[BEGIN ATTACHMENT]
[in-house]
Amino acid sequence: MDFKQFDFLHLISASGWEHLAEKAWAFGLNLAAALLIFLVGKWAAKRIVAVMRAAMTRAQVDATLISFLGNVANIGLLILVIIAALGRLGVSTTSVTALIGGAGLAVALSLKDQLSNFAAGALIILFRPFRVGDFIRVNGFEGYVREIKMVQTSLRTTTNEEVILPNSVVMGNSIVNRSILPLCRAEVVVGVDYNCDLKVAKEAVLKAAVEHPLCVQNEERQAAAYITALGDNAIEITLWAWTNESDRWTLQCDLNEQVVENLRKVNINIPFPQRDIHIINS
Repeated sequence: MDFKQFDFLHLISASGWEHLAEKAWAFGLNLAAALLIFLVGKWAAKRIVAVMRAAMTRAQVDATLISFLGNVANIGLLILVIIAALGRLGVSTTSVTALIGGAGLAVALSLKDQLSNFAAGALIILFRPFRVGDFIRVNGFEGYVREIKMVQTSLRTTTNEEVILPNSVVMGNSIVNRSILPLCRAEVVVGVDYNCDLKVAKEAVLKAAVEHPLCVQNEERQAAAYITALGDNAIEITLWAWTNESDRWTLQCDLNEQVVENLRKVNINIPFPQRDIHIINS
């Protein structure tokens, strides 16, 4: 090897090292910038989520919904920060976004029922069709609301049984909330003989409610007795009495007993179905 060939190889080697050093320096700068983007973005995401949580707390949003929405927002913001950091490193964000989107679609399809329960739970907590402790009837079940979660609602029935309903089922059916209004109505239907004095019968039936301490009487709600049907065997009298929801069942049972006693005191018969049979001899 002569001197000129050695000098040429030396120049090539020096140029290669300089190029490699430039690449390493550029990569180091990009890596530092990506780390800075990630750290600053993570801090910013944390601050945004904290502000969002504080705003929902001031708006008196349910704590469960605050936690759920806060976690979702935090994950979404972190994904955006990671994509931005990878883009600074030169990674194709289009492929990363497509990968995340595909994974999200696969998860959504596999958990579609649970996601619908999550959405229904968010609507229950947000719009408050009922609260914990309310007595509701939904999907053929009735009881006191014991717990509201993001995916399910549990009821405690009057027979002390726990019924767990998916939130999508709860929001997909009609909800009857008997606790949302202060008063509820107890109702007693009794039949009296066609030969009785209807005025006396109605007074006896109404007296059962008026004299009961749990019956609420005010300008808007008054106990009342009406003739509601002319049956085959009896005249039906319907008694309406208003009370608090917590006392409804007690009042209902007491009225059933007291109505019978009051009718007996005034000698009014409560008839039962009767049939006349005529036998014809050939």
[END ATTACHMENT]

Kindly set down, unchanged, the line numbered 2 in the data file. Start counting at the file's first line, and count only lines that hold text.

Amino acid sequence: MDFKQFDFLHLISASGWEHLAEKAWAFGLNLAAALLIFLVGKWAAKRIVAVMRAAMTRAQVDATLISFLGNVANIGLLILVIIAALGRLGVSTTSVTALIGGAGLAVALSLKDQLSNFAAGALIILFRPFRVGDFIRVNGFEGYVREIKMVQTSLRTTTNEEVILPNSVVMGNSIVNRSILPLCRAEVVVGVDYNCDLKVAKEAVLKAAVEHPLCVQNEERQAAAYITALGDNAIEITLWAWTNESDRWTLQCDLNEQVVENLRKVNINIPFPQRDIHIINS